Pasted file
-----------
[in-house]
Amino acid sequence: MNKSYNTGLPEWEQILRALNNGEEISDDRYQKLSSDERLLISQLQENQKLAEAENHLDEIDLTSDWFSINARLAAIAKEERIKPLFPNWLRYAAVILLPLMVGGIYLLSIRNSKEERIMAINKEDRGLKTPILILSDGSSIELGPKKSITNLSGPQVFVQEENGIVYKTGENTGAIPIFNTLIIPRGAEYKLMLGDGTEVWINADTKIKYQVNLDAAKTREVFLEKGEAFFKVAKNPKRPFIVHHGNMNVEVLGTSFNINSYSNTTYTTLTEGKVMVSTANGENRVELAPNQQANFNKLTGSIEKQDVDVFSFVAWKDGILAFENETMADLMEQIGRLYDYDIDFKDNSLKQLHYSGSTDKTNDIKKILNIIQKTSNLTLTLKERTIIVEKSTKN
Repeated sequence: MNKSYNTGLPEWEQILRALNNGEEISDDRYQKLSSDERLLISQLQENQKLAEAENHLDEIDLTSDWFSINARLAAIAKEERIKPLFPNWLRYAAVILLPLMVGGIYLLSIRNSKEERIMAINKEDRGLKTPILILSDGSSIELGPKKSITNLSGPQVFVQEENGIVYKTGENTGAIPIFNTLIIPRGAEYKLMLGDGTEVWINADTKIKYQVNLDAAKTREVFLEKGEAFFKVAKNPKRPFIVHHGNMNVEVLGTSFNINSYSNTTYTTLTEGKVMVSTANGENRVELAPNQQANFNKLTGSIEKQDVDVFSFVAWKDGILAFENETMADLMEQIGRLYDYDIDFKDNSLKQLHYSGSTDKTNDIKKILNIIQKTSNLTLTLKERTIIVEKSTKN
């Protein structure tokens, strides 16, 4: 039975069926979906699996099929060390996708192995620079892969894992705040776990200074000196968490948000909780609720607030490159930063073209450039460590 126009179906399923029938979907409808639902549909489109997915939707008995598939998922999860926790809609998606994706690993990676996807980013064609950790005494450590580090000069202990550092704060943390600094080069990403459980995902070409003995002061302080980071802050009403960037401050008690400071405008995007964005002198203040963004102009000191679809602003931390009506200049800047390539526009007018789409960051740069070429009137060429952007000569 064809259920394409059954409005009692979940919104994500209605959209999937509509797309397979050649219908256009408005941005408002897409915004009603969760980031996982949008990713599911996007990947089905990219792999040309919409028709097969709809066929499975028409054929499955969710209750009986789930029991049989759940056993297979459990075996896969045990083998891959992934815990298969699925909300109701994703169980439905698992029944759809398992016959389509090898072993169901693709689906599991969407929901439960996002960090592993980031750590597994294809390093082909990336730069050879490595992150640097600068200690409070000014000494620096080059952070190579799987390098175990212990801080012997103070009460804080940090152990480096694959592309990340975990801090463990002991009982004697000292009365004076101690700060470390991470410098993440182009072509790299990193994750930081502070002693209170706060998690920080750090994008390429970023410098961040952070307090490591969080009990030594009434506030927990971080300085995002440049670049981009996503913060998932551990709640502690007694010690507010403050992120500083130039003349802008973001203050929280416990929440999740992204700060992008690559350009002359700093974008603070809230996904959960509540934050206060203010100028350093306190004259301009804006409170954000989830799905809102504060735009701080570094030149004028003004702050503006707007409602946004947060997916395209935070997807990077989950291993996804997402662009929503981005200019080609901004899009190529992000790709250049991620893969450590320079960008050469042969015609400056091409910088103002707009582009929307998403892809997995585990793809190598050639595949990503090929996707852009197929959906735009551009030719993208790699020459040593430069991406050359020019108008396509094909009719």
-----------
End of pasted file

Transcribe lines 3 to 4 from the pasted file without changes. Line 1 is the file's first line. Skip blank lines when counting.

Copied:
Repeated sequence: MNKSYNTGLPEWEQILRALNNGEEISDDRYQKLSSDERLLISQLQENQKLAEAENHLDEIDLTSDWFSINARLAAIAKEERIKPLFPNWLRYAAVILLPLMVGGIYLLSIRNSKEERIMAINKEDRGLKTPILILSDGSSIELGPKKSITNLSGPQVFVQEENGIVYKTGENTGAIPIFNTLIIPRGAEYKLMLGDGTEVWINADTKIKYQVNLDAAKTREVFLEKGEAFFKVAKNPKRPFIVHHGNMNVEVLGTSFNINSYSNTTYTTLTEGKVMVSTANGENRVELAPNQQANFNKLTGSIEKQDVDVFSFVAWKDGILAFENETMADLMEQIGRLYDYDIDFKDNSLKQLHYSGSTDKTNDIKKILNIIQKTSNLTLTLKERTIIVEKSTKN
């Protein structure tokens, strides 16, 4: 039975069926979906699996099929060390996708192995620079892969894992705040776990200074000196968490948000909780609720607030490159930063073209450039460590 126009179906399923029938979907409808639902549909489109997915939707008995598939998922999860926790809609998606994706690993990676996807980013064609950790005494450590580090000069202990550092704060943390600094080069990403459980995902070409003995002061302080980071802050009403960037401050008690400071405008995007964005002198203040963004102009000191679809602003931390009506200049800047390539526009007018789409960051740069070429009137060429952007000569 064809259920394409059954409005009692979940919104994500209605959209999937509509797309397979050649219908256009408005941005408002897409915004009603969760980031996982949008990713599911996007990947089905990219792999040309919409028709097969709809066929499975028409054929499955969710209750009986789930029991049989759940056993297979459990075996896969045990083998891959992934815990298969699925909300109701994703169980439905698992029944759809398992016959389509090898072993169901693709689906599991969407929901439960996002960090592993980031750590597994294809390093082909990336730069050879490595992150640097600068200690409070000014000494620096080059952070190579799987390098175990212990801080012997103070009460804080940090152990480096694959592309990340975990801090463990002991009982004697000292009365004076101690700060470390991470410098993440182009072509790299990193994750930081502070002693209170706060998690920080750090994008390429970023410098961040952070307090490591969080009990030594009434506030927990971080300085995002440049670049981009996503913060998932551990709640502690007694010690507010403050992120500083130039003349802008973001203050929280416990929440999740992204700060992008690559350009002359700093974008603070809230996904959960509540934050206060203010100028350093306190004259301009804006409170954000989830799905809102504060735009701080570094030149004028003004702050503006707007409602946004947060997916395209935070997807990077989950291993996804997402662009929503981005200019080609901004899009190529992000790709250049991620893969450590320079960008050469042969015609400056091409910088103002707009582009929307998403892809997995585990793809190598050639595949990503090929996707852009197929959906735009551009030719993208790699020459040593430069991406050359020019108008396509094909009719």